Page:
The most aggressive harassment I received, and that caused a lot of fear for me, was during the elections. There was a famous blogger who posted a picture of me and linked me up to the opposition. I received a lot of threats, including death threats, and some of them were even on the phone. People would call me and threaten me.
“Always look out for help. The worst is to remain in isolation because that mentally can deeply affect you. Navigate it slowly, sensitively, but at least talk to someone about it, or be open to someone about it.”
Could you say more about censorship and self-censorship here in terms of LGBTQ+ content?
That is one of the biggest problems we have. In Uganda, when it comes to issues related to the LGBTQI community, many media people do not bother even talking to an LGBTQI person to understand their side of the story or their opinion. The media just writes their own story and disregards the opinion of the LGBTQI community. Most of the stories are one-sided. There have been major issues here when the LGBTQ community has been affected so much, but then you see that most of the reporting is only negative and one-sided. Or it’s not reported at all.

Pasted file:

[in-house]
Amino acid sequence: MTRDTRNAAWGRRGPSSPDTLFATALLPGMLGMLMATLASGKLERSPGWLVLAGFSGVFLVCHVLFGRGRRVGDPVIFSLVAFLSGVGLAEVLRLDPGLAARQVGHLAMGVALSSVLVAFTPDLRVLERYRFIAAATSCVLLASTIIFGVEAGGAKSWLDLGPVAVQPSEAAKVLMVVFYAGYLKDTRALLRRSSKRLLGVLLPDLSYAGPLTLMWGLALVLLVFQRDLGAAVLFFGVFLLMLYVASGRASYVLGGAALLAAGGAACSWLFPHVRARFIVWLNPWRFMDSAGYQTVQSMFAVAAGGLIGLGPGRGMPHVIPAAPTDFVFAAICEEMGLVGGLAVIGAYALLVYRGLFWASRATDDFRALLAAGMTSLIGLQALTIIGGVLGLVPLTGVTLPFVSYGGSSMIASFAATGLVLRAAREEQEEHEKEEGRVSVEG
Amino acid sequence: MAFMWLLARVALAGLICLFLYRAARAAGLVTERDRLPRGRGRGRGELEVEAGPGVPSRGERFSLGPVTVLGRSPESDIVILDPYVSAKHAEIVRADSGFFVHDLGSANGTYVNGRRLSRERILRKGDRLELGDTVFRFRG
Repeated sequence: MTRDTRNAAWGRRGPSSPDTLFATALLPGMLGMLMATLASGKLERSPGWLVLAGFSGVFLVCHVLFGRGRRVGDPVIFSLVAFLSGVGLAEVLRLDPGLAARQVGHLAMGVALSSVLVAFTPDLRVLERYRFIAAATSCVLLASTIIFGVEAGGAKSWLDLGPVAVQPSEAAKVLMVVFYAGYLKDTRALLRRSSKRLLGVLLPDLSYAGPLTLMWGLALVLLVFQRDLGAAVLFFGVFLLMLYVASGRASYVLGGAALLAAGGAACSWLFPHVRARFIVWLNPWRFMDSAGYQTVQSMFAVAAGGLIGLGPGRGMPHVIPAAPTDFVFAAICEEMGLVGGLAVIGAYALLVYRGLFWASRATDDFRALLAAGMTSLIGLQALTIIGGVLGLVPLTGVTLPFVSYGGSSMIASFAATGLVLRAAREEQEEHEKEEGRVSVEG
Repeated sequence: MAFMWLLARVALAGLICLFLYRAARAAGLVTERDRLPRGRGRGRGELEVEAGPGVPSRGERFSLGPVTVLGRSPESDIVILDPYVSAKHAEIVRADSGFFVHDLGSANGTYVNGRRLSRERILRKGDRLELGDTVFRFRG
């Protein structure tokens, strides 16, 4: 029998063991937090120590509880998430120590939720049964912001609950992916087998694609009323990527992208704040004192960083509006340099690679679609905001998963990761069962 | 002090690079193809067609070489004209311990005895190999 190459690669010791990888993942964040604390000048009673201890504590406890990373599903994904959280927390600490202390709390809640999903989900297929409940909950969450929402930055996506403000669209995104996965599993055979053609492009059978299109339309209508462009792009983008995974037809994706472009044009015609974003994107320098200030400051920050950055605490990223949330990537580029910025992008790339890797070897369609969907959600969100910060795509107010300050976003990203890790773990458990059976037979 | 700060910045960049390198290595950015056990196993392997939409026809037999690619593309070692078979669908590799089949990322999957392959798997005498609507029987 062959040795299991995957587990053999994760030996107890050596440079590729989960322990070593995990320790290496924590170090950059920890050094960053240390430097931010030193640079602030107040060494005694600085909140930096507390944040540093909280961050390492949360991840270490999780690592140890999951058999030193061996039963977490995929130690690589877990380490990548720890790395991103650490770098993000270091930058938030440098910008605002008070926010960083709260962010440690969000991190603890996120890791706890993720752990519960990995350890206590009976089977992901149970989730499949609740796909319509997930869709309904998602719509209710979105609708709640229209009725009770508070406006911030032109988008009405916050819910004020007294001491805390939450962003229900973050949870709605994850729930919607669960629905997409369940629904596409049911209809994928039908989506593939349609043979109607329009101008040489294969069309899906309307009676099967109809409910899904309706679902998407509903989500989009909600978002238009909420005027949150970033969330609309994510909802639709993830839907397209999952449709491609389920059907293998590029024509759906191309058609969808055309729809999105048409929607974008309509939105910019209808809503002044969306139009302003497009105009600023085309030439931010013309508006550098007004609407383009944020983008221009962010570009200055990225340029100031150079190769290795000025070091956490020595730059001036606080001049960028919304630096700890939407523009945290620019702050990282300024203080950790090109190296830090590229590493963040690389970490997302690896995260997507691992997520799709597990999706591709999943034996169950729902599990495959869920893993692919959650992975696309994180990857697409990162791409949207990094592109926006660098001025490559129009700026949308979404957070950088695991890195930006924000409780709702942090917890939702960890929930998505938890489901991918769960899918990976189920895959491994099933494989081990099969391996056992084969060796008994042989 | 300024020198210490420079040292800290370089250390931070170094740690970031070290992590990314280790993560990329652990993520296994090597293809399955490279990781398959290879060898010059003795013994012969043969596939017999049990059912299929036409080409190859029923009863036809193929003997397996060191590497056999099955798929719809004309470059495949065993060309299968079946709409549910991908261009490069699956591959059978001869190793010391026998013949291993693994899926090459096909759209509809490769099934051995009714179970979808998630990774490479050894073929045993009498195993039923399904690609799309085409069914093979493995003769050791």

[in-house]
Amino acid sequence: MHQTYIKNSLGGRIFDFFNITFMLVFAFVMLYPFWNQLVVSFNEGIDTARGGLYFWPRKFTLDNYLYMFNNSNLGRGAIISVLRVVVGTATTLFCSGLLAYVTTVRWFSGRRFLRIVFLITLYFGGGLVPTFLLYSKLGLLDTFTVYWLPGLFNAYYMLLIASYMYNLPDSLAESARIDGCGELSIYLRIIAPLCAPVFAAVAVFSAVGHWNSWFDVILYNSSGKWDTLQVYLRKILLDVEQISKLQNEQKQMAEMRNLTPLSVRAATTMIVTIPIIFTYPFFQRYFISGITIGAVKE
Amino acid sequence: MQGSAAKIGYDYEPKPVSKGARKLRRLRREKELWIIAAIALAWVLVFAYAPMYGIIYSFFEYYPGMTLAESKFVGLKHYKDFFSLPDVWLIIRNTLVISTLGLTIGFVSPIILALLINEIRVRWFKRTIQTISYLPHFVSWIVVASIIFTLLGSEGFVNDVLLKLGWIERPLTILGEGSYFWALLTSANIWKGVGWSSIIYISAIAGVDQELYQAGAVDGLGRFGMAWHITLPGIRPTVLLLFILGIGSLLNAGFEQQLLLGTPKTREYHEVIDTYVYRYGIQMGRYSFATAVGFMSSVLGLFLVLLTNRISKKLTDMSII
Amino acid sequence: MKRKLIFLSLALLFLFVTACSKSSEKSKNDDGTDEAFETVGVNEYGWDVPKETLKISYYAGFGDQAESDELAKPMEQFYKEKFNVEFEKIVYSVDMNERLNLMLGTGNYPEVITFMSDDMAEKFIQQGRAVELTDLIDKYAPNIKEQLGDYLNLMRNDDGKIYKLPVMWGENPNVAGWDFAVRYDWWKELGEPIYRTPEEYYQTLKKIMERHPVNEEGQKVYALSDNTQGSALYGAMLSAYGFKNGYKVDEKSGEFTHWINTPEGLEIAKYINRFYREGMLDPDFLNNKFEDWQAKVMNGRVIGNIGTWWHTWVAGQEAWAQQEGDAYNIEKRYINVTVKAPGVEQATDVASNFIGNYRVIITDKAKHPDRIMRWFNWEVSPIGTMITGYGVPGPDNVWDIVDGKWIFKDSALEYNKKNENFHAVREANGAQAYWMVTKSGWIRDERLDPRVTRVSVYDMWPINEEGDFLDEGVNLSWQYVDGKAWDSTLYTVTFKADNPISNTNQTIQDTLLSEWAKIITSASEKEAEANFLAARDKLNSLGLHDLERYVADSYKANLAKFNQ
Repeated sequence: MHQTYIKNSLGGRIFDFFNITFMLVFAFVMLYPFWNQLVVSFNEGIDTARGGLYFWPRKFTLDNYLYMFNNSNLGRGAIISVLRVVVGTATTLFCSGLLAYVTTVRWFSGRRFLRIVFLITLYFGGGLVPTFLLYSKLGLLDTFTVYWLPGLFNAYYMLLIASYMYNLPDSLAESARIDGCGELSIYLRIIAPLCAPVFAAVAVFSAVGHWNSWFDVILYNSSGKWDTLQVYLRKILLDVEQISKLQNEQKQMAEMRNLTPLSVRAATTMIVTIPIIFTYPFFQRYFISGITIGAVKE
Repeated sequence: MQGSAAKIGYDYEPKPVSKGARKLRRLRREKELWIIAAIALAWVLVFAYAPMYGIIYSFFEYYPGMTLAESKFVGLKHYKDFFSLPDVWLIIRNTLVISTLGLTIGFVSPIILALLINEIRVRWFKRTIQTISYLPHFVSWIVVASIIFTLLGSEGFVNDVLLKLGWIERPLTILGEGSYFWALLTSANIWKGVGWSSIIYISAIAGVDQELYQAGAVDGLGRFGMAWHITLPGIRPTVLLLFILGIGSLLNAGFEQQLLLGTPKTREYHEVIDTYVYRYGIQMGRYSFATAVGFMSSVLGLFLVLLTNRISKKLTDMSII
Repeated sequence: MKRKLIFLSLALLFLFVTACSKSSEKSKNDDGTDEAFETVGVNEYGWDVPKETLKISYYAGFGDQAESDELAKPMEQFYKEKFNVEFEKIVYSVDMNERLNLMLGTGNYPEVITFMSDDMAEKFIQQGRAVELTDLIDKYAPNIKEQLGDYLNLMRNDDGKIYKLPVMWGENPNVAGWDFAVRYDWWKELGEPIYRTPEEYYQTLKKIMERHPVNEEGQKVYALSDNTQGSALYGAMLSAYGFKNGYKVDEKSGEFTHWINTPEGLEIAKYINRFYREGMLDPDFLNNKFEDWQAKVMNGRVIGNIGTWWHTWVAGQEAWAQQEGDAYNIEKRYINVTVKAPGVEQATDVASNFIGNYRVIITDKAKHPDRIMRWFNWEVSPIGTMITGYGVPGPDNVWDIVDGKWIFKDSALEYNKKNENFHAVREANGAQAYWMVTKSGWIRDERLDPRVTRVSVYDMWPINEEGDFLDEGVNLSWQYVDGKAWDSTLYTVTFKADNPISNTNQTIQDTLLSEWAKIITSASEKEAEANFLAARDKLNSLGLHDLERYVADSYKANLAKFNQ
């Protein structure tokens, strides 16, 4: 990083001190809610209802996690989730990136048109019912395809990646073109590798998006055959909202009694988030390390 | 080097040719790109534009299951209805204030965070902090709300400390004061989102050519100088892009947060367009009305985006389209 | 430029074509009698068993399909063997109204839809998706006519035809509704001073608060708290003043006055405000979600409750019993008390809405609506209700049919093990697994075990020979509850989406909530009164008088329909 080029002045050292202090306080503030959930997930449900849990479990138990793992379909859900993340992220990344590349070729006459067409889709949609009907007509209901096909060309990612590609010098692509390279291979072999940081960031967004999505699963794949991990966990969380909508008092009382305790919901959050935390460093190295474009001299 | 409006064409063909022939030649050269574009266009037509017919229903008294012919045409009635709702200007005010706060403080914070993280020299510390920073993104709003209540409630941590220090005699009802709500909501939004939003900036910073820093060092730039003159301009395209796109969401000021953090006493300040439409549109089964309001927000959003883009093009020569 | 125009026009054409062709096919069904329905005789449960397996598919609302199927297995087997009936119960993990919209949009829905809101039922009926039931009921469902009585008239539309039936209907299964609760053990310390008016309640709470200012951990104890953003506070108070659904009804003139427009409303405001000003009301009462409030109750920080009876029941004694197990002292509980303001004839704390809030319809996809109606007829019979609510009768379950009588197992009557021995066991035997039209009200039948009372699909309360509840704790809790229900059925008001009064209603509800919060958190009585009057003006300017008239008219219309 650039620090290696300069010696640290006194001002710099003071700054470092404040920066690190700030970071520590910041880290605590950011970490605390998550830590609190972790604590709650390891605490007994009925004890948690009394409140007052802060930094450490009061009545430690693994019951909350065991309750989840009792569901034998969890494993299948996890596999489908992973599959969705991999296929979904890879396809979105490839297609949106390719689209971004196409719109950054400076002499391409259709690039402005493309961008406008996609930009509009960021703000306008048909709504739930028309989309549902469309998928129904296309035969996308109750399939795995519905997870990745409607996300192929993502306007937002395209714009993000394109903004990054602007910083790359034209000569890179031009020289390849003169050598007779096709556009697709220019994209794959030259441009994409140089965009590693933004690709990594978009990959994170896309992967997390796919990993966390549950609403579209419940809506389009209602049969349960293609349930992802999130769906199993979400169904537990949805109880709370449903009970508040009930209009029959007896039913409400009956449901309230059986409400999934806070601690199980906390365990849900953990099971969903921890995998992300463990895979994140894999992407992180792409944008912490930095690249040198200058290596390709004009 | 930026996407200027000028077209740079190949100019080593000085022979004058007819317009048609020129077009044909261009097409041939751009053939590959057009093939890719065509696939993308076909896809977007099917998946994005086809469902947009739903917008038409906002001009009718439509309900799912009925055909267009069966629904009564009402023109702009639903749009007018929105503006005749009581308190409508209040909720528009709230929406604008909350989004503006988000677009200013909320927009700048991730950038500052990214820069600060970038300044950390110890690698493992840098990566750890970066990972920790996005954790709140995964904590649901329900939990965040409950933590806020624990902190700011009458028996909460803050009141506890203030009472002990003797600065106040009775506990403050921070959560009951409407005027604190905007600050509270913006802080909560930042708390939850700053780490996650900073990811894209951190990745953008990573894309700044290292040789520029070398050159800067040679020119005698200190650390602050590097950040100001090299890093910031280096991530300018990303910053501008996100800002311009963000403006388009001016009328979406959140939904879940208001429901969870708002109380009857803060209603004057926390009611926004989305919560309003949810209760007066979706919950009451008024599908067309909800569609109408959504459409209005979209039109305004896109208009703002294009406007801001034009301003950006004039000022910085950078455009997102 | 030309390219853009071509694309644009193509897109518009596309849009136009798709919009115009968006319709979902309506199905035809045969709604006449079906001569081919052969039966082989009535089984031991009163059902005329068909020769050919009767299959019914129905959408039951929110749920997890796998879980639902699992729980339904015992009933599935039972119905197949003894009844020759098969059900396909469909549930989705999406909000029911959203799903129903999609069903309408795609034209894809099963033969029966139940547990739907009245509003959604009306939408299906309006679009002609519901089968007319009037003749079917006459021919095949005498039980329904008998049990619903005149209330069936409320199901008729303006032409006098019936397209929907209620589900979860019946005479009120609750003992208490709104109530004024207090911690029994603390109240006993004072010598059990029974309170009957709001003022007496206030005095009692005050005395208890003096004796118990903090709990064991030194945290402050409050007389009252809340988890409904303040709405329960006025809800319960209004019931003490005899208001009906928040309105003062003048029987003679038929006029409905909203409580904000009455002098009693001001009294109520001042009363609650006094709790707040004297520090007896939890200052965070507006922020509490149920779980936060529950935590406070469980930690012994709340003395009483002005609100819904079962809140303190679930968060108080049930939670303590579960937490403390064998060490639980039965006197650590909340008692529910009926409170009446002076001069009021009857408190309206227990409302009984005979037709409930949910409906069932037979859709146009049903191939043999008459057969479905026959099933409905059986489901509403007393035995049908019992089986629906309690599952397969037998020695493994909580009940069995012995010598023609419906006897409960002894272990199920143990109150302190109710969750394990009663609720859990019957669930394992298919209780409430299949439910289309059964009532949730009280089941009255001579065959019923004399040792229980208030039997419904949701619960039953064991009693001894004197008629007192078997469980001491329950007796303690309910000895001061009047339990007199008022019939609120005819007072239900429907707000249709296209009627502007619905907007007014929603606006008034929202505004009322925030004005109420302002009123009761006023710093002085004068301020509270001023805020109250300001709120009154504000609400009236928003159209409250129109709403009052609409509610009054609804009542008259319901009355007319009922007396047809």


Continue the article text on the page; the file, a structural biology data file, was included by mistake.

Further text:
Media houses are so sensitive because of the Uganda Communications Commission controlling the content, but also some media houses are equally very conservative and very homophobic and transphobic, so they would rather not cover anything on LGBTQI people.
What are some of the deepest worries of LGBTQ+ people following the parliament’s passing of the Sexual Offenses Bill, a piece of legislation that would criminalize consensual same-sex acts?